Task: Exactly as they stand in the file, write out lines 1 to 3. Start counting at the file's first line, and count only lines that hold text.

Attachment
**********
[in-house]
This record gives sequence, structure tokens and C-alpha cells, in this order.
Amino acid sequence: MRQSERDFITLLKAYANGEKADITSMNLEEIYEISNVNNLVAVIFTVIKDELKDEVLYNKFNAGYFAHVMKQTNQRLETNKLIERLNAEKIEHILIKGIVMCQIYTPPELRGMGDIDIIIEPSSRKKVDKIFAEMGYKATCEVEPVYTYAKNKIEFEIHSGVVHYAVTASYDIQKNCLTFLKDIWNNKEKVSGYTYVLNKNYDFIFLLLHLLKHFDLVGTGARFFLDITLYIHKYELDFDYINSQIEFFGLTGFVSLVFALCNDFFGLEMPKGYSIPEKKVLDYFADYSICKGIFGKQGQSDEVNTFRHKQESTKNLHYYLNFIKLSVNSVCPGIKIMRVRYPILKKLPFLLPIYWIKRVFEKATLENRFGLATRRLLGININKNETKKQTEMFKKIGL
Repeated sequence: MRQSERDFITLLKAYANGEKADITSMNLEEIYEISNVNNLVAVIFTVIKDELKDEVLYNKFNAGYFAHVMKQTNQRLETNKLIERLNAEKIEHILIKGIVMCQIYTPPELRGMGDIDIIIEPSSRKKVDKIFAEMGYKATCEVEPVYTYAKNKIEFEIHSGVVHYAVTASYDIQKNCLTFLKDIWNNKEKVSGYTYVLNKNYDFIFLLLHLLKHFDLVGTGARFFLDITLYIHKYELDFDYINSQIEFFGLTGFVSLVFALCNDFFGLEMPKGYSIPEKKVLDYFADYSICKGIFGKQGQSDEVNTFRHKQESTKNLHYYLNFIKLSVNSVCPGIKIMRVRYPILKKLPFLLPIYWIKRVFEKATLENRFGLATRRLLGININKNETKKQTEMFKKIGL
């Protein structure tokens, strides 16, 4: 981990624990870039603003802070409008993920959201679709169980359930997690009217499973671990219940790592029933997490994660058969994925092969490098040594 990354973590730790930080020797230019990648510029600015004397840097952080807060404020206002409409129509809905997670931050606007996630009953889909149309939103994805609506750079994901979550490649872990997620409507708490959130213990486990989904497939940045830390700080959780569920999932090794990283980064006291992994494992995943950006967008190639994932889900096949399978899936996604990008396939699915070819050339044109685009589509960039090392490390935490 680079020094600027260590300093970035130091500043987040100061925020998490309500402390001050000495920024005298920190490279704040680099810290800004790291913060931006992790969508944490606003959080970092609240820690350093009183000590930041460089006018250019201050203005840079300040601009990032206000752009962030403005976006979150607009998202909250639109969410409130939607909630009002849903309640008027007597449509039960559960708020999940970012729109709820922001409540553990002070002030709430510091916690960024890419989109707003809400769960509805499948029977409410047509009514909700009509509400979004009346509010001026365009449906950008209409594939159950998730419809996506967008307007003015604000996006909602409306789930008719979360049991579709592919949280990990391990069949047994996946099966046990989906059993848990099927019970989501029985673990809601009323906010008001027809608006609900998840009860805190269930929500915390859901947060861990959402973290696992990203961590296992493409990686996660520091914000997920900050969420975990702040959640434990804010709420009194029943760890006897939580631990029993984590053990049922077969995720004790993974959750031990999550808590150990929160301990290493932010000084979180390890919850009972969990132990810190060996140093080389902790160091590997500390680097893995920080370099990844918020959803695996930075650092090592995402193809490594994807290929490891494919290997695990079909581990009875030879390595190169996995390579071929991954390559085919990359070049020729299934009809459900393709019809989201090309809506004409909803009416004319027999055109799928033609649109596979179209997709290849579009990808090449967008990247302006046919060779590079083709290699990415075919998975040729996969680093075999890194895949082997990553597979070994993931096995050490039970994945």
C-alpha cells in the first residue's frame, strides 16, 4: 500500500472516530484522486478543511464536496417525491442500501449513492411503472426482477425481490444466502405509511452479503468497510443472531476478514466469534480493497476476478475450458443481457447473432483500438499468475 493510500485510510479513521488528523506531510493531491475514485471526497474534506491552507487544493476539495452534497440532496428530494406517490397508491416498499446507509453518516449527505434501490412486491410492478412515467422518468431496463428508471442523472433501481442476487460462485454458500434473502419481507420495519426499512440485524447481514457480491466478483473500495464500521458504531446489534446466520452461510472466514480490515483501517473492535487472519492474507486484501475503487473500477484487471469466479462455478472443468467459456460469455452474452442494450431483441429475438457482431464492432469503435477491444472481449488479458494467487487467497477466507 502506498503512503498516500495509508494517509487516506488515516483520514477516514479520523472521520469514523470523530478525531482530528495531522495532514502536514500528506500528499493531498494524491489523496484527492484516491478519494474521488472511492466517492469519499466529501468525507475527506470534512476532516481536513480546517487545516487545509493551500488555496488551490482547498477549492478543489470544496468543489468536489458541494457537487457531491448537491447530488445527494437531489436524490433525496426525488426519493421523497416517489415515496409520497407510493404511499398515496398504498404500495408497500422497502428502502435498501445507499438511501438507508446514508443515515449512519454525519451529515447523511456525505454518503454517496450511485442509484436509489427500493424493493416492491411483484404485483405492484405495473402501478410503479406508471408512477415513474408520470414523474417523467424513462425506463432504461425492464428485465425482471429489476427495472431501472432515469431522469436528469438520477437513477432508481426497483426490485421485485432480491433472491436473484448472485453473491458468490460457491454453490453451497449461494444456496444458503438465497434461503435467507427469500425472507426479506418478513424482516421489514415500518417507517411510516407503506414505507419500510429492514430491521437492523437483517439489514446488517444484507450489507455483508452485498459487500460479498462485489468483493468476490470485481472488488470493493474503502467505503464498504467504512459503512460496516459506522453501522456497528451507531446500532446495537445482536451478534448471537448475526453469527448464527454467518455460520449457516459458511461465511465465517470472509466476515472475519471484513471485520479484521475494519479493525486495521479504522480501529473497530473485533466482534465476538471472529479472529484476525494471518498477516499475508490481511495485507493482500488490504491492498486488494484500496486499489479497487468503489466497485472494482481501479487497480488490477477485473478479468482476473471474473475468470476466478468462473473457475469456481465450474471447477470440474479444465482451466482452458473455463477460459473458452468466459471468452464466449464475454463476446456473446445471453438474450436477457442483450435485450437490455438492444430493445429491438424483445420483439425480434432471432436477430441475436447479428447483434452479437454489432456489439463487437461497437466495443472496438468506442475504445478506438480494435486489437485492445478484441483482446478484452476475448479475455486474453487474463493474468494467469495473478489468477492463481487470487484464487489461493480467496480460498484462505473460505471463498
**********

[in-house]
This record gives sequence, structure tokens and C-alpha cells, in this order.
Amino acid sequence: MRQSERDFITLLKAYANGEKADITSMNLEEIYEISNVNNLVAVIFTVIKDELKDEVLYNKFNAGYFAHVMKQTNQRLETNKLIERLNAEKIEHILIKGIVMCQIYTPPELRGMGDIDIIIEPSSRKKVDKIFAEMGYKATCEVEPVYTYAKNKIEFEIHSGVVHYAVTASYDIQKNCLTFLKDIWNNKEKVSGYTYVLNKNYDFIFLLLHLLKHFDLVGTGARFFLDITLYIHKYELDFDYINSQIEFFGLTGFVSLVFALCNDFFGLEMPKGYSIPEKKVLDYFADYSICKGIFGKQGQSDEVNTFRHKQESTKNLHYYLNFIKLSVNSVCPGIKIMRVRYPILKKLPFLLPIYWIKRVFEKATLENRFGLATRRLLGININKNETKKQTEMFKKIGL